Esthetics Versus Energy Efficiency

Well, in chi-chi restaurants in New York (and elsewhere), esthetics are winning.

As a design element, reproductions of Edison’s original light bulb is an inexpensive way to create an intimate mood, cast the kind of light that flatters both the food and the people there to eat the food. This soft light has been compared to candlelight, so why not forgo the environmental cost of the cheap but expensive planet killers and use… candles?

Each time people interview for this article mentioned the esthetics and the creation of a mood, all I could think of was why not just use that which these bulbs mimic? Thankfully, one restrauranteur (who resisted the use citing that this was so “done”) asked that same question.

Common sense is not completely dead! Yay!

Of course, there are issues with burning candles but the article makes a good point. How eco/environmental/aware could a place that tries to build up this reputation but then insists on using (really) old school incandescent that make the more modern (and very much reviled) incandescent practically environmentally friendly in comparison?

Sure, you may say why does it matter? So it uses more energy- what are a few light bulbs that throw off a ridiculous amount of heat and very little light have to do with the state of the environment as a whole?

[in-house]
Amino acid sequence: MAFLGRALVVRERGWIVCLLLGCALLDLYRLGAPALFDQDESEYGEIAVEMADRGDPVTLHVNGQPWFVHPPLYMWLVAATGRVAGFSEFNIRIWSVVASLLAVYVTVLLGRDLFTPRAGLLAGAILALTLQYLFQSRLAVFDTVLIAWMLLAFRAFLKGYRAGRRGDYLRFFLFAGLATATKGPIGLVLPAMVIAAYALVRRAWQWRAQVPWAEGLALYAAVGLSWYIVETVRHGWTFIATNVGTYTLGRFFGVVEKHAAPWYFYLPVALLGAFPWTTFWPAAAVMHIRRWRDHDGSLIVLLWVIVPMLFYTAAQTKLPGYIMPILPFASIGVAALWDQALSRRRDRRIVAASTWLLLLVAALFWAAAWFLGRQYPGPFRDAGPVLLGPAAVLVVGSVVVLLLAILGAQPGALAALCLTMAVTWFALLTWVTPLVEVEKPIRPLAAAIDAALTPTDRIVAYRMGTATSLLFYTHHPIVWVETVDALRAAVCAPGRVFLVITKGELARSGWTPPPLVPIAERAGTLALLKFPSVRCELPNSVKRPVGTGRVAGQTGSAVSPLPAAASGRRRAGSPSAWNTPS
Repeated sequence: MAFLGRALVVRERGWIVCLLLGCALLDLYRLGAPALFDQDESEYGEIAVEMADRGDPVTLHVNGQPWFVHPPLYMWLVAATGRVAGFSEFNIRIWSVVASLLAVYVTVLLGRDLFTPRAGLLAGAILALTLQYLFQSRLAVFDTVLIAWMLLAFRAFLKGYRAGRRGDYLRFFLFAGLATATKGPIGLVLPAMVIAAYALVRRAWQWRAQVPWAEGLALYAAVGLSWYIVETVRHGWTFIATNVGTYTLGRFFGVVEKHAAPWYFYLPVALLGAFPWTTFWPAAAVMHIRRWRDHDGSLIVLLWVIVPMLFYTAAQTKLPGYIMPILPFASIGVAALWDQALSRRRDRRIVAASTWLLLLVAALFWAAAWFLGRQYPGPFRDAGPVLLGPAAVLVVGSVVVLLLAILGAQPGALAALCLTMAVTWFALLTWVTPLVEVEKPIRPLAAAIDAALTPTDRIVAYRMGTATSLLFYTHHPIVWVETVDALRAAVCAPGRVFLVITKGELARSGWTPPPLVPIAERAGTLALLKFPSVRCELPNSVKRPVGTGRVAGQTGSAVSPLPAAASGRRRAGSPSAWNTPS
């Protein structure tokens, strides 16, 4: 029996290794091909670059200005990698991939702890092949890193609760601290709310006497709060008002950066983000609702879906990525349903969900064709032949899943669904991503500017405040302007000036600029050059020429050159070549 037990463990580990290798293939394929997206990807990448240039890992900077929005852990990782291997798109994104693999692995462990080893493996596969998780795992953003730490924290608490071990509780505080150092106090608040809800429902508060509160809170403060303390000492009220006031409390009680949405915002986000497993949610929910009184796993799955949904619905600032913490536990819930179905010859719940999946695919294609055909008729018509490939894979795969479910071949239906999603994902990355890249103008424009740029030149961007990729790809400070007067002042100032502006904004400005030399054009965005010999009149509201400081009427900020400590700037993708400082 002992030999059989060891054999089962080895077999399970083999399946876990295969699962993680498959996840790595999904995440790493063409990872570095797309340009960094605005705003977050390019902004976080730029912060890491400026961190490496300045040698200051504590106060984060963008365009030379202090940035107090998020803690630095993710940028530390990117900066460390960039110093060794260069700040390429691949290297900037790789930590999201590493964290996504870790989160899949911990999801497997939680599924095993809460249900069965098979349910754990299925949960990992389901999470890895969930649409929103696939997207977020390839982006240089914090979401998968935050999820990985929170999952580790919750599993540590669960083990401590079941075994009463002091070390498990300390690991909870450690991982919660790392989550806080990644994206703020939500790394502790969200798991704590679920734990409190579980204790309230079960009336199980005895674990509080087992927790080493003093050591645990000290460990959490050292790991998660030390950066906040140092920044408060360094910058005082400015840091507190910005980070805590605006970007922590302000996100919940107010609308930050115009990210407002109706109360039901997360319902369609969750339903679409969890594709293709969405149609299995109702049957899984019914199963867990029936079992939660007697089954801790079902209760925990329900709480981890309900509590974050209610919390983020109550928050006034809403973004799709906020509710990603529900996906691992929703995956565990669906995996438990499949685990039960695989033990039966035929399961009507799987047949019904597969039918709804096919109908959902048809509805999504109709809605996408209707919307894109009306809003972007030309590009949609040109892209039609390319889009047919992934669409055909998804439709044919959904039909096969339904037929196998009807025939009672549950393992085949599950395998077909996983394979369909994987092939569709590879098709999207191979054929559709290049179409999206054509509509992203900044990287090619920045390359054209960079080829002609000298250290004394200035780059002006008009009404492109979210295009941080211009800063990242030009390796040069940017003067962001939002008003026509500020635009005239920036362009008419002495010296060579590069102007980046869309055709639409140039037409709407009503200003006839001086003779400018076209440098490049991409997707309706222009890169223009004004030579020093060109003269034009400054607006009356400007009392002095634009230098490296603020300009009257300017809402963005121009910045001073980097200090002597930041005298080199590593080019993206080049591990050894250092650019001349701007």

One incandescent light bulb may not be a huge deal but how many people are using them? It adds up quicker than you think.

People generally look at the energy crisis in isolation- with the focus on tapping into the vast reserves or oil in the oceans (hmmmm) or the tar sands in Alberta, developing renewable sources of energy but there hasn’t been enough focus on the other part of the equation, conserving energy.

It just isn’t as “sexy.”

If we paid the real cost of fuel for our cars, to heat (or cool) our homes, all the things we buys from places most of us will never see, fewer people would drive, more people would lower the thermostat and people will buy less (and hopefully smarter).

But I digress- we were talking about light bulbs. Currently there is a program where residents of Toronto can exchange up to five incandescent light bulbs for five free CFLs.

Even if you don’t give a rat’s ass about the environment, do yourself and your pocketbook a favour- replacing five incandescent for five CFLs can save you about $30 a year.

I don’t know about you but there are a lot of things I would rather spend $30 on than a fat cat utility company.


~ by angryegg on June 9, 2010.

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